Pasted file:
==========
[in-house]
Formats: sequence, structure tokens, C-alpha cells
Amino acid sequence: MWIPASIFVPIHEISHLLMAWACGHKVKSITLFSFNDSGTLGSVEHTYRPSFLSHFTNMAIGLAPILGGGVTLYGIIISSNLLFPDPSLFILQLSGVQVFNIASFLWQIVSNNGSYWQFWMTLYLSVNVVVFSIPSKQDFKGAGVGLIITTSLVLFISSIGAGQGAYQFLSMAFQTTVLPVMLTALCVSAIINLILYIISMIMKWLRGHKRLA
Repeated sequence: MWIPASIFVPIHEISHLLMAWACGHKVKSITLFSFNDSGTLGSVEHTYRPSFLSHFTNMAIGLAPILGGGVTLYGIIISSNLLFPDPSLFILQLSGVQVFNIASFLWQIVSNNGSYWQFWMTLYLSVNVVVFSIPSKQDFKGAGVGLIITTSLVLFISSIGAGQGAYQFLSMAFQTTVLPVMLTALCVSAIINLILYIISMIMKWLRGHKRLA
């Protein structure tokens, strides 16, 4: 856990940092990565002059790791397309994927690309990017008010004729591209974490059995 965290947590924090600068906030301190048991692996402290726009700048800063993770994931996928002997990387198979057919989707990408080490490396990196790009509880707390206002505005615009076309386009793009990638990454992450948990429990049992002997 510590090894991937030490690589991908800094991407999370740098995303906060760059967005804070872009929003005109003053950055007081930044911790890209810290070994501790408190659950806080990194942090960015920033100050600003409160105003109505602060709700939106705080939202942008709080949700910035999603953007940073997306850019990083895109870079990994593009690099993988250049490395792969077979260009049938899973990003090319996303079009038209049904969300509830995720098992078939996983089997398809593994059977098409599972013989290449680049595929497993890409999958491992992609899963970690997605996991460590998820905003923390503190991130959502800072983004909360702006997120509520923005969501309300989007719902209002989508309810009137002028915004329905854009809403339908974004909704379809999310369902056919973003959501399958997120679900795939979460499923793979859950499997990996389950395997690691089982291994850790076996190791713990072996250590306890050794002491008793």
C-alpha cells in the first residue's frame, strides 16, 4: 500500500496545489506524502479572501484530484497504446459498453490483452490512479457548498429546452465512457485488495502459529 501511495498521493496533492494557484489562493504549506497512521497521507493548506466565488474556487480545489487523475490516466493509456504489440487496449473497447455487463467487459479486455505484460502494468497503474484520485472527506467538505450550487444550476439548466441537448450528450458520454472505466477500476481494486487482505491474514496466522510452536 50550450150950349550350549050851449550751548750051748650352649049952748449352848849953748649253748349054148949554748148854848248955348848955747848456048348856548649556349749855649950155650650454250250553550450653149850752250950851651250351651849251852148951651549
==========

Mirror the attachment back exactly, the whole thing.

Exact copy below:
[in-house]
Formats: sequence, structure tokens, C-alpha cells
Amino acid sequence: MWIPASIFVPIHEISHLLMAWACGHKVKSITLFSFNDSGTLGSVEHTYRPSFLSHFTNMAIGLAPILGGGVTLYGIIISSNLLFPDPSLFILQLSGVQVFNIASFLWQIVSNNGSYWQFWMTLYLSVNVVVFSIPSKQDFKGAGVGLIITTSLVLFISSIGAGQGAYQFLSMAFQTTVLPVMLTALCVSAIINLILYIISMIMKWLRGHKRLA
Repeated sequence: MWIPASIFVPIHEISHLLMAWACGHKVKSITLFSFNDSGTLGSVEHTYRPSFLSHFTNMAIGLAPILGGGVTLYGIIISSNLLFPDPSLFILQLSGVQVFNIASFLWQIVSNNGSYWQFWMTLYLSVNVVVFSIPSKQDFKGAGVGLIITTSLVLFISSIGAGQGAYQFLSMAFQTTVLPVMLTALCVSAIINLILYIISMIMKWLRGHKRLA
């Protein structure tokens, strides 16, 4: 856990940092990565002059790791397309994927690309990017008010004729591209974490059995 965290947590924090600068906030301190048991692996402290726009700048800063993770994931996928002997990387198979057919989707990408080490490396990196790009509880707390206002505005615009076309386009793009990638990454992450948990429990049992002997 510590090894991937030490690589991908800094991407999370740098995303906060760059967005804070872009929003005109003053950055007081930044911790890209810290070994501790408190659950806080990194942090960015920033100050600003409160105003109505602060709700939106705080939202942008709080949700910035999603953007940073997306850019990083895109870079990994593009690099993988250049490395792969077979260009049938899973990003090319996303079009038209049904969300509830995720098992078939996983089997398809593994059977098409599972013989290449680049595929497993890409999958491992992609899963970690997605996991460590998820905003923390503190991130959502800072983004909360702006997120509520923005969501309300989007719902209002989508309810009137002028915004329905854009809403339908974004909704379809999310369902056919973003959501399958997120679900795939979460499923793979859950499997990996389950395997690691089982291994850790076996190791713990072996250590306890050794002491008793």
C-alpha cells in the first residue's frame, strides 16, 4: 500500500496545489506524502479572501484530484497504446459498453490483452490512479457548498429546452465512457485488495502459529 501511495498521493496533492494557484489562493504549506497512521497521507493548506466565488474556487480545489487523475490516466493509456504489440487496449473497447455487463467487459479486455505484460502494468497503474484520485472527506467538505450550487444550476439548466441537448450528450458520454472505466477500476481494486487482505491474514496466522510452536 50550450150950349550350549050851449550751548750051748650352649049952748449352848849953748649253748349054148949554748148854848248955348848955747848456048348856548649556349749855649950155650650454250250553550450653149850752250950851651250351651849251852148951651549